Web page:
Benoit Mandelbrot, Mathematician
The mathematician Benoit Mandelbrot (1924 – 2010) is best-known as the father of fractal geometry. He was born in Warsaw, Poland of a Jewish-Lithuanian family. They moved to France in 1936 to follow his uncle and escape Nazism, and Mandelbrot never received a formal secondary education. He was largely self-taught. He studied in France during World War II, and later moved to the United States. He married Aliette Kagan in 1955 and they had two children. In the 1950s he worked both in France and in the US. He worked for 35 years for IBM in New York and Massachusetts, and later taught at Yale in Connecticut. In 2010 he died of pancreatic cancer in Cambridge, Massachusetts.
Mandelbrot’s father traded clothing, his mother was a physician and both his uncles were mathematicians. In France, the war and the need to survive often kept Mandelbrot away from school. Nevertheless, he had an uncanny ability to visualize mathematical questions. He would solve problems with leaps of geometric intuition rather than using the “proper” techniques of strict logical analysis.
One of his uncles, Szolem Mandelbrojt, had a strong influence on the young Mandelbrot. Szolem had become an “intellectual refugee” from the academies in Poland that were influenced by Waclaw Sierpinski. He moved to Paris and became part of a group of French mathematicians who believed in “pure mathematics”, known for its rigor and abstraction, as opposed to “applied mathematics”, which concerns applying mathematics to other fields. Mandelbrot reacted against his uncle; he was a strong advocate of applied mathematics. Writing in 1987, Mandelbrot said, “While I was fond of my uncle, many aspects of his story somehow repelled me intensely. My uncle, in turn, always felt that I had squandered my intellectual gifts. Lately, however, it is becoming clear to me that in some essential ways we are alike.” This rift with French academics, where the logic and rigor of pure mathematics were strongly ingrained, eventually caused Mandelbrot to leave France for the US and become an “intellectual refugee”, just like his uncle had been.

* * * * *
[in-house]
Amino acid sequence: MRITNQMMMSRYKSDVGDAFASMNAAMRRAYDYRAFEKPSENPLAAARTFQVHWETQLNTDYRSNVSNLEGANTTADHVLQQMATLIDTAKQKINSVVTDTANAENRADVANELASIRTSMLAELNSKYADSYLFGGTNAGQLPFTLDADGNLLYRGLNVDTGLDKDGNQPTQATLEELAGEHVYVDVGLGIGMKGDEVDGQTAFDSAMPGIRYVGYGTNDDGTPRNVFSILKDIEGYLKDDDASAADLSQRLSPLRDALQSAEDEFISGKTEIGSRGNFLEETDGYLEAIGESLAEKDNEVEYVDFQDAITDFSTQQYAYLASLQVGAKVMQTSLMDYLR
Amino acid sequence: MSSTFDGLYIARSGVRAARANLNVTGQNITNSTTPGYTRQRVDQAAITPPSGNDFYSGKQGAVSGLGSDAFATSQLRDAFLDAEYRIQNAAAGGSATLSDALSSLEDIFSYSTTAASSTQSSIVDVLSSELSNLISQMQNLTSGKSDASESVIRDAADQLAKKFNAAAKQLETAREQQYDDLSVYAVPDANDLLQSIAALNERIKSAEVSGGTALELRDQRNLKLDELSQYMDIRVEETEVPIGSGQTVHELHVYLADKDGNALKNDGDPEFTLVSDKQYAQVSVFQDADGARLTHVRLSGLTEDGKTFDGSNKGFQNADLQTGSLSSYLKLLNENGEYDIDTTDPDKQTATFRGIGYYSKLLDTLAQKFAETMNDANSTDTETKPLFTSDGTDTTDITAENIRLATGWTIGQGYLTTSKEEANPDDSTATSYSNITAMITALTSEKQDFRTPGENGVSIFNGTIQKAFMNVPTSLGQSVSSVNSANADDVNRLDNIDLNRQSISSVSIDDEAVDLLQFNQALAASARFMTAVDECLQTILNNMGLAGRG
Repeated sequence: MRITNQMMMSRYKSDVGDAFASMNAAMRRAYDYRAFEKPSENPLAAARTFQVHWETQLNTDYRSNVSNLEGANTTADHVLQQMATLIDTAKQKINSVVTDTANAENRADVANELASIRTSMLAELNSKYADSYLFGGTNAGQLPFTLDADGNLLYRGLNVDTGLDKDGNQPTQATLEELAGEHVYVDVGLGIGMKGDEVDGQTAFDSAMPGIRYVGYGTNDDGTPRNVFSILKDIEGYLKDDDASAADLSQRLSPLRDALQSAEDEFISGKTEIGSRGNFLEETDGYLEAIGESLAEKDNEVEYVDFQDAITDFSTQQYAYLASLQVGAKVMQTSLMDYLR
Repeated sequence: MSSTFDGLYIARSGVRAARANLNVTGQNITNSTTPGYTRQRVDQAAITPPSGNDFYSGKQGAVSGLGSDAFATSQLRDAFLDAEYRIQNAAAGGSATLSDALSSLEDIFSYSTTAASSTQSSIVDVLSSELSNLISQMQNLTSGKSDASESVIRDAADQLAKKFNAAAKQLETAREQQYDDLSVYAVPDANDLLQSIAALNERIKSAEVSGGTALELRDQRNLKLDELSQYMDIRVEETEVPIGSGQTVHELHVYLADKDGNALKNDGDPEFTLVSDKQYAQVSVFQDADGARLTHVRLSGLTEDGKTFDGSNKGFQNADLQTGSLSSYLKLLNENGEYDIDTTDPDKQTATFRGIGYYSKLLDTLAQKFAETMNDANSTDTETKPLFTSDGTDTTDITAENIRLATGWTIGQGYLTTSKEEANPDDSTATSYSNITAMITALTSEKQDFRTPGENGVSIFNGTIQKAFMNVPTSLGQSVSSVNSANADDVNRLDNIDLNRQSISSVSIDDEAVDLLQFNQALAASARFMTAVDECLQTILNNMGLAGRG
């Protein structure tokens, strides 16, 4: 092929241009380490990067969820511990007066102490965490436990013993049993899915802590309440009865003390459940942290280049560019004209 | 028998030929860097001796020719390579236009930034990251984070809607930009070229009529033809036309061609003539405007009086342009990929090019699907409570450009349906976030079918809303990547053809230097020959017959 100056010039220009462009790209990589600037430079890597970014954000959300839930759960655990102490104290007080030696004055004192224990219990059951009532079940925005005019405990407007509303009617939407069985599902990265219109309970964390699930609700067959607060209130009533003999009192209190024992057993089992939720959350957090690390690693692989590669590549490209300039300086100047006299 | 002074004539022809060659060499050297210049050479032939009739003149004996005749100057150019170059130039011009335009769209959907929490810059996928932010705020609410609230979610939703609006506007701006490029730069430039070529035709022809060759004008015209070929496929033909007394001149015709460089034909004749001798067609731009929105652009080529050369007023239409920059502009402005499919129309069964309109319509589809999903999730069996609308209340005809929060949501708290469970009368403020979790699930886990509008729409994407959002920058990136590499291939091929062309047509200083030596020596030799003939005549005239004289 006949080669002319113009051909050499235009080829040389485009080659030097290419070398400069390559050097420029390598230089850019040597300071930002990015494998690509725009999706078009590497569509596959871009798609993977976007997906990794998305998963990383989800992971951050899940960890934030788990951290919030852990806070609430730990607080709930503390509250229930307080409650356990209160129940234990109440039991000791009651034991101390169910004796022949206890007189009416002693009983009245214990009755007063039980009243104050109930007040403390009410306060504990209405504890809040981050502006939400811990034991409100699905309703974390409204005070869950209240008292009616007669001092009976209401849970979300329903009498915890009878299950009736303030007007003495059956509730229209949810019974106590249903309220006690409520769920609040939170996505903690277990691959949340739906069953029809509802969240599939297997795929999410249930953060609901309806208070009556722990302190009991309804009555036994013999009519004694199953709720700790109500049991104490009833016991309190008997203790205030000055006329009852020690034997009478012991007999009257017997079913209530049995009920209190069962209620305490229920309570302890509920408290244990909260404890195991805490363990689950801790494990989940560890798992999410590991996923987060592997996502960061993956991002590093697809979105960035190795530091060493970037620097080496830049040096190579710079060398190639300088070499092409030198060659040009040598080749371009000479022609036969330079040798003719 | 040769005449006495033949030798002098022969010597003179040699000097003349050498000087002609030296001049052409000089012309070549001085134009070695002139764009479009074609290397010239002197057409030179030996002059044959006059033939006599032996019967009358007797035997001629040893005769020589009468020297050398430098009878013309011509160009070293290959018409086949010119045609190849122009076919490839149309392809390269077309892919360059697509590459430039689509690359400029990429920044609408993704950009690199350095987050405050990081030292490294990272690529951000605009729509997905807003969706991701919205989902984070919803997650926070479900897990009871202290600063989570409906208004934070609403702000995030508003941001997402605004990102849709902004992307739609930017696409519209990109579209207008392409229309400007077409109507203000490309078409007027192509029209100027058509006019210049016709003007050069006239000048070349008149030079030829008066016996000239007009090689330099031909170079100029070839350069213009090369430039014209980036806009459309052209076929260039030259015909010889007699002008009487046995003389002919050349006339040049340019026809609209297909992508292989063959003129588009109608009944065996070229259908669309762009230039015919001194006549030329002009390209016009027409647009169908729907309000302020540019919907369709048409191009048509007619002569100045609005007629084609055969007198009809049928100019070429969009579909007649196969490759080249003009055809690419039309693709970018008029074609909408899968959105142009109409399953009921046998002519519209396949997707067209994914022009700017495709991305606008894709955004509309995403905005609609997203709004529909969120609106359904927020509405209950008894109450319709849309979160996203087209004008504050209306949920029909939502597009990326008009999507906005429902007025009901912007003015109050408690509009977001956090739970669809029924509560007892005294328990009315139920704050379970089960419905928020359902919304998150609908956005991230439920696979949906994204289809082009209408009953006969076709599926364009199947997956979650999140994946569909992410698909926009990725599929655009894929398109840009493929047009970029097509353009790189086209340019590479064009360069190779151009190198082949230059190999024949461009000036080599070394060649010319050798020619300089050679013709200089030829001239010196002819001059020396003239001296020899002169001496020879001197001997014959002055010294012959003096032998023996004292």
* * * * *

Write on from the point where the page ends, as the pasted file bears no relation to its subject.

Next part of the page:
Working for IBM, Mandelbrot was allowed the freedom to study many diverse fields. He made a conscious effort to become an expert in various unrelated areas, making contributions in fluid dynamics, information theory, cosmology and the behavior of stock markets. Looking back in 1987, he wrote: “…certain problems than others had the same “taste” to me… I always moved in hot pursuit of a technical problem that was congenial because its “taste” was the same as that of a problem I had met elsewhere and had liked.” He began to notice similar patterns in these various disciplines. When looking carefully into the detailed data, he noticed that no matter how closely he looked, there was always more detail. Also, there was a self-similarity in the patterns at different levels of magnification.
The achievements Mandelbrot is best-known for today are the discovery of the remarkable and elegant Mandelbrot set and the development of fractal geometry. Fractal geometry stands in contrast to classical Euclidean geometry, which involves smooth shapes like triangles, circles and spheres. Fractals are rough, and more closely describe the shapes found in nature. The defining works are “How Long is the Coast of England?” in 1967 (answer: “it depends”) and “The Fractal Geometry of Nature” in French in 1975. In 1980 Mandelbrot explained the term ‘fractal’, which he coined: “The word is related to the Latin verb frangere, which means “to break.” In the Roman mind, frangere may have evoked the action of breaking a stone, since the adjective derived from it combines the two most obvious properties of broken stones, irregularity and fragmentation. This adjective is fractus, which led to fractal.”
This quote from an address by Peter Clark describes some unsolved geometric problems from the early 1900’s. (Note the mention of Sierpinski, ironically the same Waclaw Sierpinski who was part of the reason his uncle had left Poland.) --
“…Now lurking about so to speak in the undergrowth of that achievement lay certain very extraordinary geometric objects indeed. To all at the time, they seemed strange, indeed rather pathological monsters. Odd indeed they were, there were curves - one dimensional lines in effect - which filled two dimensional spaces, there were curves which were well behaved, that is nice and continuous but which had no slope at any point (not just some points, ANY points) and they went by strange names, the Peano Space filling curve, the Sierpinski gasket, the Koch curve, the Cantor Ternary set. Despite their pathological qualities, their extraordinary complexity, especially when viewed in greater and greater detail, they were often very simple to describe in the sense that the rules which generated them were absurdly simple to state. So odd were these objects that mathematicians set about barring these monsters and they were set aside as too strange to be of interest. That is until our honorary graduand [Benoit Mandelbrot] created out of them an entirely new science, the theory of fractal geometry: it was his insight and vision which saw in those objects and the many new ones he discovered, some of which now bear his name, not mathematical curiosities, but signposts to a new mathematical universe, a new geometry with as much system and generality as that of Euclid and a new physical science.”
“Being a language, mathematics may be used not only to inform but also, among other things, to seduce.” – Benoit Mandelbrot, 1977.
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Fun and easy program for zooming into the Mandelbrot set: fractalposter.com